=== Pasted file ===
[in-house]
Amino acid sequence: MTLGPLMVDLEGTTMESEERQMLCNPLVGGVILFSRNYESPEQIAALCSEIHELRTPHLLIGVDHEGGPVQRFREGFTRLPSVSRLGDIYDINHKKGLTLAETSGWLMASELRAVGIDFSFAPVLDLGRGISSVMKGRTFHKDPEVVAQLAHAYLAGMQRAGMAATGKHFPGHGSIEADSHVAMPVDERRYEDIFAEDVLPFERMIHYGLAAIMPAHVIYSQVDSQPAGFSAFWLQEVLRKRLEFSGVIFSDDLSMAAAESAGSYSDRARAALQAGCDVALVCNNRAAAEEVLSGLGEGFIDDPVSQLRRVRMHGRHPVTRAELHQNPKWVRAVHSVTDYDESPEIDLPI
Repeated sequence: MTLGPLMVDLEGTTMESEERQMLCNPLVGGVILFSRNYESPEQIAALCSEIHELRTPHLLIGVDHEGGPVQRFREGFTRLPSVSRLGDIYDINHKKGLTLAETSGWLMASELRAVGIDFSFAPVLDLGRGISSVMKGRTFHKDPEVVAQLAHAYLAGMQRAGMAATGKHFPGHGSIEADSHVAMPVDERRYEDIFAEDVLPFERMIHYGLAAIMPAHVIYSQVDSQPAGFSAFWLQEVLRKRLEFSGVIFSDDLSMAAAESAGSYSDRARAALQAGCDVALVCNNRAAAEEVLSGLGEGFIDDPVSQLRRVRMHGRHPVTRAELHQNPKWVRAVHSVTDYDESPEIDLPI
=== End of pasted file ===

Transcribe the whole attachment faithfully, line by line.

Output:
[in-house]
Amino acid sequence: MTLGPLMVDLEGTTMESEERQMLCNPLVGGVILFSRNYESPEQIAALCSEIHELRTPHLLIGVDHEGGPVQRFREGFTRLPSVSRLGDIYDINHKKGLTLAETSGWLMASELRAVGIDFSFAPVLDLGRGISSVMKGRTFHKDPEVVAQLAHAYLAGMQRAGMAATGKHFPGHGSIEADSHVAMPVDERRYEDIFAEDVLPFERMIHYGLAAIMPAHVIYSQVDSQPAGFSAFWLQEVLRKRLEFSGVIFSDDLSMAAAESAGSYSDRARAALQAGCDVALVCNNRAAAEEVLSGLGEGFIDDPVSQLRRVRMHGRHPVTRAELHQNPKWVRAVHSVTDYDESPEIDLPI
Repeated sequence: MTLGPLMVDLEGTTMESEERQMLCNPLVGGVILFSRNYESPEQIAALCSEIHELRTPHLLIGVDHEGGPVQRFREGFTRLPSVSRLGDIYDINHKKGLTLAETSGWLMASELRAVGIDFSFAPVLDLGRGISSVMKGRTFHKDPEVVAQLAHAYLAGMQRAGMAATGKHFPGHGSIEADSHVAMPVDERRYEDIFAEDVLPFERMIHYGLAAIMPAHVIYSQVDSQPAGFSAFWLQEVLRKRLEFSGVIFSDDLSMAAAESAGSYSDRARAALQAGCDVALVCNNRAAAEEVLSGLGEGFIDDPVSQLRRVRMHGRHPVTRAELHQNPKWVRAVHSVTDYDESPEIDLPI